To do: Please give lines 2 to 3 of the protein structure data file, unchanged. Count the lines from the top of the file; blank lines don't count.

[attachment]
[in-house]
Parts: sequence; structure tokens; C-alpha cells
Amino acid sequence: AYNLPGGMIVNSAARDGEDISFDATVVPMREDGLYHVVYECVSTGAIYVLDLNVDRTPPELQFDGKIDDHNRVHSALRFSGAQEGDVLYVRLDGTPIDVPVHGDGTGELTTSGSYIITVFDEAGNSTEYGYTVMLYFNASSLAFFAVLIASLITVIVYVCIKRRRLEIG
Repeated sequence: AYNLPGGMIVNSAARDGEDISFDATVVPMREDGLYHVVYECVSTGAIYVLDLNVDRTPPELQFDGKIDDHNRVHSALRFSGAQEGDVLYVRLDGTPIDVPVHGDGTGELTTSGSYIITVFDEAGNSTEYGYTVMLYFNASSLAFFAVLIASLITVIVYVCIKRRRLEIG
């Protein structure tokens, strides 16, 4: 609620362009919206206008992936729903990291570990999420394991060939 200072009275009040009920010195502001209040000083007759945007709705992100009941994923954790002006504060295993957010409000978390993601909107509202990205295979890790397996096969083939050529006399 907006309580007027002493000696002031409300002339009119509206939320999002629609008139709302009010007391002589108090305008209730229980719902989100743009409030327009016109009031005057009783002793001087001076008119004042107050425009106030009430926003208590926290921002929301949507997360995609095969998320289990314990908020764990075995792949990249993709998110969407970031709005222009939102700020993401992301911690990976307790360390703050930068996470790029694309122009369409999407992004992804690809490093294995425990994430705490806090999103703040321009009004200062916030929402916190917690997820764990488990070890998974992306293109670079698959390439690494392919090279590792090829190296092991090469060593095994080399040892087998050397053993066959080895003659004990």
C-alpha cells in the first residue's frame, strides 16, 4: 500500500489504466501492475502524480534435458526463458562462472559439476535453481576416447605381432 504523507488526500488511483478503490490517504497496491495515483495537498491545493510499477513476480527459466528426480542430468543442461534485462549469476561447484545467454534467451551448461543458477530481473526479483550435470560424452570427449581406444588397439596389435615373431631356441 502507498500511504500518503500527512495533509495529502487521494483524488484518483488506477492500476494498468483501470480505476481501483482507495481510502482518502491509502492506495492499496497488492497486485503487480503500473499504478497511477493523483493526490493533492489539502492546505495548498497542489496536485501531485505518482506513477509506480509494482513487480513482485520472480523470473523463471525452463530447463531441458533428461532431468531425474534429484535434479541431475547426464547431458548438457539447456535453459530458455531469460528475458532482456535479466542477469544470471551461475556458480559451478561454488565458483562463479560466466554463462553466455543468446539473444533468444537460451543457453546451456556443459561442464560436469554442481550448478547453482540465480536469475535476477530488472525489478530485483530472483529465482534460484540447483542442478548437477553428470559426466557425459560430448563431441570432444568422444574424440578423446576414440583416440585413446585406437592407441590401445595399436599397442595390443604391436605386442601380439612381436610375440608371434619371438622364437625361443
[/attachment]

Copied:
Parts: sequence; structure tokens; C-alpha cells
Amino acid sequence: AYNLPGGMIVNSAARDGEDISFDATVVPMREDGLYHVVYECVSTGAIYVLDLNVDRTPPELQFDGKIDDHNRVHSALRFSGAQEGDVLYVRLDGTPIDVPVHGDGTGELTTSGSYIITVFDEAGNSTEYGYTVMLYFNASSLAFFAVLIASLITVIVYVCIKRRRLEIG